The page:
Half of drivers aged 18 -24 admit to being in a car with someone not wearing a seatbelt in the past year according to a survey of 2,000 drivers, conducted by road safety charity Brake.
Young drivers are nearly three times more likely to be in a car with someone who hasn’t belted up than all other age groups, and more than eight times more likely than drivers over 65.
The survey was published on the 36th anniversary of seat belt wearing becoming compulsory in the UK.
The survey results come after the latest casualty statistics from the Department for Transport show that 27% of the 787 occupants who died in 2017 were not wearing seat belts. This equates to 212 lives that could have been saved if a seat belt was being used, more than four people every week. This is in comparison to 20% in 2016.
Failing to wear a seatbelt carries an on-the-spot fine of £100, which can rise to £500 if the case goes to court.
Josh Harris, director of campaigns for Brake said, “Seat belt wearing became compulsory almost 40 years ago and so it comes as a real shock to hear half of young drivers admit they’ve been in a car with someone not belted up in the past year.
“We know seat belts save lives and yet there are still four people a week who needlessly die on our roads when not belted up. Soon we will see seat belt reminders made mandatory on all seats in new cars – a great step forward.
“Unfortunately, we’ve found that young people are most exposed to this issue and they are far less likely to be purchasing new vehicles. We need the government to target safety campaigns at the younger generations to make sure they hear loud and clear that seat belts save lives.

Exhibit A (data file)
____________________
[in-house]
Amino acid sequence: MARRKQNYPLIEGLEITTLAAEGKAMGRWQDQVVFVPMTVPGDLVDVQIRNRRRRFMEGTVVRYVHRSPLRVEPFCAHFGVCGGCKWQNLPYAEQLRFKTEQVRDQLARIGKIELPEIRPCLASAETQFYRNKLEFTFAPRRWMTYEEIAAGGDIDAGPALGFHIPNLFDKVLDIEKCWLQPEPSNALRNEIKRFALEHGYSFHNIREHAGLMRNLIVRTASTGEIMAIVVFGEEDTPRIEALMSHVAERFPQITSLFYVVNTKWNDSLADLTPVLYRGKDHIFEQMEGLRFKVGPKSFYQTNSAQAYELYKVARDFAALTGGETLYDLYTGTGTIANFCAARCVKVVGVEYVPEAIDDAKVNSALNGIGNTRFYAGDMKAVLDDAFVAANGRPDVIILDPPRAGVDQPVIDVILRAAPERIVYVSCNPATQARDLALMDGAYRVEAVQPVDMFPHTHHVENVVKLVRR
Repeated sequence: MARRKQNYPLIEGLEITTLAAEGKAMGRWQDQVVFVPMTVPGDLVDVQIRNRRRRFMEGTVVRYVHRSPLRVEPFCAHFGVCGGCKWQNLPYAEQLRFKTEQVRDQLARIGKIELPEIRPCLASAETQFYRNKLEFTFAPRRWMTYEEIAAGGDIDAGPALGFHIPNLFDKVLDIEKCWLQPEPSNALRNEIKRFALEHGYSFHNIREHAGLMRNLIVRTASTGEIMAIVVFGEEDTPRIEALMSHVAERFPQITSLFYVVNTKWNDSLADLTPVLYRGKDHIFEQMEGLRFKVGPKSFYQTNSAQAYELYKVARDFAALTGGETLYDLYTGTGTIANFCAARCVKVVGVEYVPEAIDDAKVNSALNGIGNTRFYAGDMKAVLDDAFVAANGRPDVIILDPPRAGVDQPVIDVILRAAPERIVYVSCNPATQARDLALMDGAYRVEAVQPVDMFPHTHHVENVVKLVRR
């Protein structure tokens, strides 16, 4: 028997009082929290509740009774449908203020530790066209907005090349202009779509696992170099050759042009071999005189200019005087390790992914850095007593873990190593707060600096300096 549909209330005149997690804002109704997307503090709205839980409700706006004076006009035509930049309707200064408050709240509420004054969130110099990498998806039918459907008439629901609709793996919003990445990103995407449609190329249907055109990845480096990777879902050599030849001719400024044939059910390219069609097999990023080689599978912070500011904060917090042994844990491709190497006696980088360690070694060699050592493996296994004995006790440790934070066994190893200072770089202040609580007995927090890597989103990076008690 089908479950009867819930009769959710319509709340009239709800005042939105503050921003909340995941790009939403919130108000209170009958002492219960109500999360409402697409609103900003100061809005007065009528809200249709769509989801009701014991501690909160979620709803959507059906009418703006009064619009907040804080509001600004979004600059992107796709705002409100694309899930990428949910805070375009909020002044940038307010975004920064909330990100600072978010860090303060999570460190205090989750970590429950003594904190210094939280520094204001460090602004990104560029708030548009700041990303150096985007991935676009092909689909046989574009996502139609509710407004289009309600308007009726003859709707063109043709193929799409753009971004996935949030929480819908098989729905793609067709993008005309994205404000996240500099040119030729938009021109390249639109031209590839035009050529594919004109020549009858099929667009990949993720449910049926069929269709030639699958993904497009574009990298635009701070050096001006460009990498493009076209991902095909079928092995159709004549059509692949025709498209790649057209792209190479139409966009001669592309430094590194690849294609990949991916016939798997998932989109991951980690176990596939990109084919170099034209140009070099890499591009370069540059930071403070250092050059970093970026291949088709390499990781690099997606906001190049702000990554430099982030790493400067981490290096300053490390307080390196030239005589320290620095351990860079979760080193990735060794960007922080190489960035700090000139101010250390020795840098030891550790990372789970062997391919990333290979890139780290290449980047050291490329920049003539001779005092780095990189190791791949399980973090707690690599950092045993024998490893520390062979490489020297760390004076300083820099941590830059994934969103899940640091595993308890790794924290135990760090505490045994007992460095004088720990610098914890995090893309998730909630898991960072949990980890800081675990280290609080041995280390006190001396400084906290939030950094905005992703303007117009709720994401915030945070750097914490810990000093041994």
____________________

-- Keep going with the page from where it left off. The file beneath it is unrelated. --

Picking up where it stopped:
“Ultimately every death on the road is preventable but a death of someone not wearing a seat belt could so easily be avoided.”
RAC road safety spokesperson Pete Williams said the figures should prompt government action.
“Buckling up takes seconds and saves lives, and it is difficult to comprehend why a driver or passenger of any age would choose not to do this and put themselves at risk.
“Perhaps young drivers feel they are so cocooned in modern vehicles that boast a myriad of safety features that they don’t need to worry about the basics like using a seatbelt, and it might also explain why many people continue to believe they can safely multitask while driving, like using a handheld mobile phone.
“Younger drivers are disproportionately involved in accidents and these findings should perhaps be a prompt to the Government to try and understand on a deeper level why this is the case and what can be done the reduce collision rates among drivers of this age.”
Source: ADI News
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